JAN HELLER LEVI
Nacida en 1954 en la ciudad de Nueva York. Poeta que enseña en el Programa MFA de CUNY Hunter College en escritura creativa.
Creció en Baltimore, Maryland. Levi fue destinataria del Premio Walt Whitman de la Academia Americana de Poetas por su primer libro, Once I Gazed at You in Wonder. También ha recibido otros dos premios, George Bogin Memorial Award, and the Writer Magazine/Emily Dickinson Award.
Antes de enseñar en el Hunter College, Levi también enseñó en el Sarah Lawrence College y el Centro de Poesía Unterberg de la Calle 92 en la ciudad de Nueva York. Está casada con el novelista y dramaturgo suizo, Christoph Keller, y la pareja divide su tiempo entre Nueva York y San Gallen, Suiza.
A Muriel Rukeyser Reader, Edited by Jan Heller Levi (WW Norton & Company, Inc., 1995)
Directed by Desire: The Collected Poems of June Jordan, Edited by Jan Heller Levi (Copper Canyon Press, 2005)
Collected Poems of Muriel Rukeyser, Consulting Editor: Jan Heller Levi (University of Pittsburgh Press, 2006)
Once I Gazed at You in Wonder: Poems (Louisiana State University Press, 1999)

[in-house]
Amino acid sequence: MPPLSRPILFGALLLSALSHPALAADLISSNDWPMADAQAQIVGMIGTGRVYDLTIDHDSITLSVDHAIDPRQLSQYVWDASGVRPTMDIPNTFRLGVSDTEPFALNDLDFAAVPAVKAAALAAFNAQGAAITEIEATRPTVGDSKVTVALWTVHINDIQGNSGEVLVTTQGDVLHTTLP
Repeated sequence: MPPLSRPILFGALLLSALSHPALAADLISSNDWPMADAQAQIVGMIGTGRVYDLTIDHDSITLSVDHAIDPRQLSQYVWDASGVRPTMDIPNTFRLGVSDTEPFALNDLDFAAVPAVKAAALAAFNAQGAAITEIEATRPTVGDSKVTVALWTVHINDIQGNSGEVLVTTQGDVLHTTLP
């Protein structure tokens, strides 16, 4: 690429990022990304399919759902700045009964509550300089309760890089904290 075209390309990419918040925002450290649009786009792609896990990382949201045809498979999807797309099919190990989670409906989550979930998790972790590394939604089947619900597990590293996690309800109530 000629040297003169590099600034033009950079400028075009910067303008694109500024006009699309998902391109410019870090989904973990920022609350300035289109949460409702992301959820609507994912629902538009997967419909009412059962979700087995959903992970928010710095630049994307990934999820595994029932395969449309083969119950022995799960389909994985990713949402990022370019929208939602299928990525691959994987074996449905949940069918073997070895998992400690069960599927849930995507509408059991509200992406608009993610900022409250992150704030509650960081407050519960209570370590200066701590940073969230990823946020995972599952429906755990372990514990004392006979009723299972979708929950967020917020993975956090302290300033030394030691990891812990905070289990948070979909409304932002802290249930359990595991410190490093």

Skyspeak: Poems (Louisiana State University Press, 2005)
Spanish version by Adalberto García López
Presentamos un texto de Jan Heller Levi, es poeta. Ella da clases en el MFA Program en el Hunter College. En 1998 mereció el premio Walt Whitman por su libro Once I Gazed at You in Wonder. La version al español es de Adalberto García López
(después de Milosz)
Ahí –donde ves una progresiva
declinación, junto a un andrajoso terreno, sucio,
donde edificios departamentales serán construidos-
los niños caminan a su casa de la escuela.
La luz cae desde un preciso cielo sin nubes.
Las chicas sujetan sus libros con sus brazos.
Los chicos caminan arduamente como pequeños hombres,
fingiendo que no tienen preocupaciones.
Cuando el último niño alcanza
la cima de la colina,
una rama baja del arce se balancea.
Uno de los niños, ahora más cerca de casa,
arranca una hoja del árbol
para escuchar el sonido que el mundo hace
cuando interferimos con él.
There — where you see a gradual